Badie, who took over leadership of the Brotherhood in January 2010, has stated that the organization will "continue to view the Jews and Zionists as their first and foremost enemies" and that "Jihad means making sacrifices in order to restore what has been stolen [Palestine]."
An example of this seen in an article by contributing writer Ismail Ali Muhammad, a Brotherhood member and professor at Al Azhar University:
An educational series ran for one week between October 20-25, 2010, titled "The Manners of the Jews as Outlined in the Teaching of the Old Testament and Talmud." This series, containing six parts, promotes rabid anti-Semitism and conspiracies under the guise of education. The first article in the series, "Authenticity of Perversion and Corruption in Jewish Personality," claims that is it in the inherent nature of the Jews to "never give up trying to spread corruption on Earth… [they are] unable to live peacefully and have good relations with anyone that encounters them… it is a personality that has always been a source of evil and harm to all societies." Furthermore, the article mentions the "Protocols of the Elders of Zion," a forgery suggesting Jewish plans for world domination, as an example of "the bodies of work they [the Old Testament and Talmud] have produced…" The fourth article of the series, "Hostility, Savagery and the Desire to Spread Death and Destruction," demonizes Jews by claiming that "In the veins of the Jews, in their blood, there is an ugly, horrible savagery that is entrenched deep in their being and conscious." The article further uses the classic blood libel accusing Jews of engaging in ritual murders as part of their holiday preparations, "Jewish rabbis consider it permissible to kill or slaughter people to drain them of their blood and use it to make Matzo to be eaten for the Passover holiday."
The movement's ideology has produced sister organizations in the Palestinian territories, Jordan, Syria and Libya. The most notable of these is Hamas, the Palestinian arm of the Muslim Brotherhood and an extremist Islamic terrorist organization that calls for the eradication of the Israeli state. Although Hamas's origins are from within the Egyptian Muslim Brotherhood, the Brotherhood's leadership refutes any organizational link between the two, maintaining that Hamas only shares an ideological bond with its Egyptian counterpart. However, there has been an increase in communication and cooperation between the leadership of the Brotherhood and Hamas. For example, Hamas announced in December 2011, that the Palestinian organization has joined the "global Muslim Brotherhood" movement and added "Muslim Brotherhood – Palestine" to its official name.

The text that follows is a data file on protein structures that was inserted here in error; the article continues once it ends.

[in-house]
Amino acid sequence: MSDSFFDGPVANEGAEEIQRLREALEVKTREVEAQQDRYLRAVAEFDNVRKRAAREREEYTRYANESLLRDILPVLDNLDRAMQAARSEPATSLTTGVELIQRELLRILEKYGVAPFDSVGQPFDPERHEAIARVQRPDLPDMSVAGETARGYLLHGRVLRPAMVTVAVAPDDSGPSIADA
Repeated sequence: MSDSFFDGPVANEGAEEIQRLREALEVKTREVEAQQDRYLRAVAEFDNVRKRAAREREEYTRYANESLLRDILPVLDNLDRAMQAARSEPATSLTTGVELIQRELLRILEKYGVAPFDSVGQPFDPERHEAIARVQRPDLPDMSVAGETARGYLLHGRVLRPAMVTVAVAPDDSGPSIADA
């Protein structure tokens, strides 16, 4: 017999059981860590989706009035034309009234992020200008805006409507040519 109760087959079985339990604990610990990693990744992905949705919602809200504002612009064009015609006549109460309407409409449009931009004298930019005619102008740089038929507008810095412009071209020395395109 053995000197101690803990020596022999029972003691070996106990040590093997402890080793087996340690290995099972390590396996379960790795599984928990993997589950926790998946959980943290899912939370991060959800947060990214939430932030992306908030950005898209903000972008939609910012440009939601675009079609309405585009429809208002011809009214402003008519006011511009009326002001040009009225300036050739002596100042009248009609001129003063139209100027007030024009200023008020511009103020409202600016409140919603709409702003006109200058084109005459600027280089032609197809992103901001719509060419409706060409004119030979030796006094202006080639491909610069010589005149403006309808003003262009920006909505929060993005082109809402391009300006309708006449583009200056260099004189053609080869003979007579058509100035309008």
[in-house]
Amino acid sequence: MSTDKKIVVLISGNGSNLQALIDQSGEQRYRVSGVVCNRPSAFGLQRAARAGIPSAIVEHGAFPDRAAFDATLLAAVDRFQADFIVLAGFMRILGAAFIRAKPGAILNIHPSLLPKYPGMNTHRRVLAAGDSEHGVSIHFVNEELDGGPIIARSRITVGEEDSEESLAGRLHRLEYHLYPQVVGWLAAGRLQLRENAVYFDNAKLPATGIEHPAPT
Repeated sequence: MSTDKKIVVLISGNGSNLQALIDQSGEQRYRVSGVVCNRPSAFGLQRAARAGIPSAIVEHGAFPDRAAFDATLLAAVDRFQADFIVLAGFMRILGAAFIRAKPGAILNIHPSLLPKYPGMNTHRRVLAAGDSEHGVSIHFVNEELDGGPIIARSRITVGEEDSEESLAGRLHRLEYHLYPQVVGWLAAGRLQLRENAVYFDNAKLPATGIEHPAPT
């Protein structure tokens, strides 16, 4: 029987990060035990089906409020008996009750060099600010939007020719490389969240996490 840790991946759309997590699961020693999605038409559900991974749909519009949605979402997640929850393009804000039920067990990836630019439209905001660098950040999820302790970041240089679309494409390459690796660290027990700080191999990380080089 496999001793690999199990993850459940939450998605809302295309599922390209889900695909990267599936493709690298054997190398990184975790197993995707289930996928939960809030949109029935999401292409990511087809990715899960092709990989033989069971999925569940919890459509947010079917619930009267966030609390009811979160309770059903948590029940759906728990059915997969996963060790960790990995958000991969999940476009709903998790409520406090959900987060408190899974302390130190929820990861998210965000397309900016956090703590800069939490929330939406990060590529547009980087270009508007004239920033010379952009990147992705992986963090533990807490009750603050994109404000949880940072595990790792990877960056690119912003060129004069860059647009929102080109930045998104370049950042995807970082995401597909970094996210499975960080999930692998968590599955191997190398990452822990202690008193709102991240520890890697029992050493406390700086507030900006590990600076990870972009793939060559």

The Muslim Brotherhood's Jordanian arm, also known as the Islamic Action Front (IAF), is the Hashemite Kingdom's largest and best organized mainstream opposition group. Most notably, in recent years the IAF has repeatedly called for the Jordanian monarch to cancel the kingdom's peace treaty with Israel. In the wake of the Israeli embassy attack in Cairo on September 9, 2011, Murad al Adhaylah from the IAF's executive office urged the Jordanian government to "clean out the Zionist spy den" from Amman, adding that "It is a disgrace that the Israeli embassy remains in Amman under the continuing Zionist attacks on the sovereignty and interests of Jordan." Al Aghaylah concluded that "the compass of the revolutions is pointing toward the liberation of Palestine."
The Muslim Brotherhood's Syrian arm has largely suffered brutal suppression under the Baathist Assad regime. That has continued in the wake of widespread anti-regime protests sweeping Syria. Relatively small and unorganized in comparison to its counterparts in Palestine, Jordan and Egypt, the Syrian Muslim Brotherhood nonetheless adheres to its core anti-Zionist and Islamists ideology. In light of the political turmoil facing Syria, the Syrian Brotherhood has taken a stand against the Assad regime and what its leadership claims is support from Israel, Europe and America for Damascus.
The Syrian Muslim Brotherhood also enjoys political support from the Egyptian arm, where the leadership has organized protests outside the Syrian Embassy in Cairo against the Assad regime's brutal crackdown and suppression efforts. During a Brotherhood-led protest against the Syrian crackdown on Hama in August 2011 supporters chanted "O coward Bashar, send your army to the Golan," calling on the Syrian leader to direct his army's deadly assault against Israel instead of his people.
With the fall of the Qaddafi regime in Libya, the long dormant Libyan Muslim Brotherhood held its first conference in Benghazi in early November 2011. The conference outlined the movement's political agenda, elected new leadership, expanded the number of members to the Shura Council and drafted its social and political platform. Although this was the 9th conference for the Libyan Brotherhood, it was the first conference to be held in Libya. Internal elections resulted in the selection of Bashir Al Kaity as the movement's General Observer, a title that denotes recognition of the authority of the Egyptian Muslim Brotherhood. Similar to the Egyptian branch of the movement, the Libyan Brotherhood announced that it will participate in Libya's new political process by establishing an independent political party.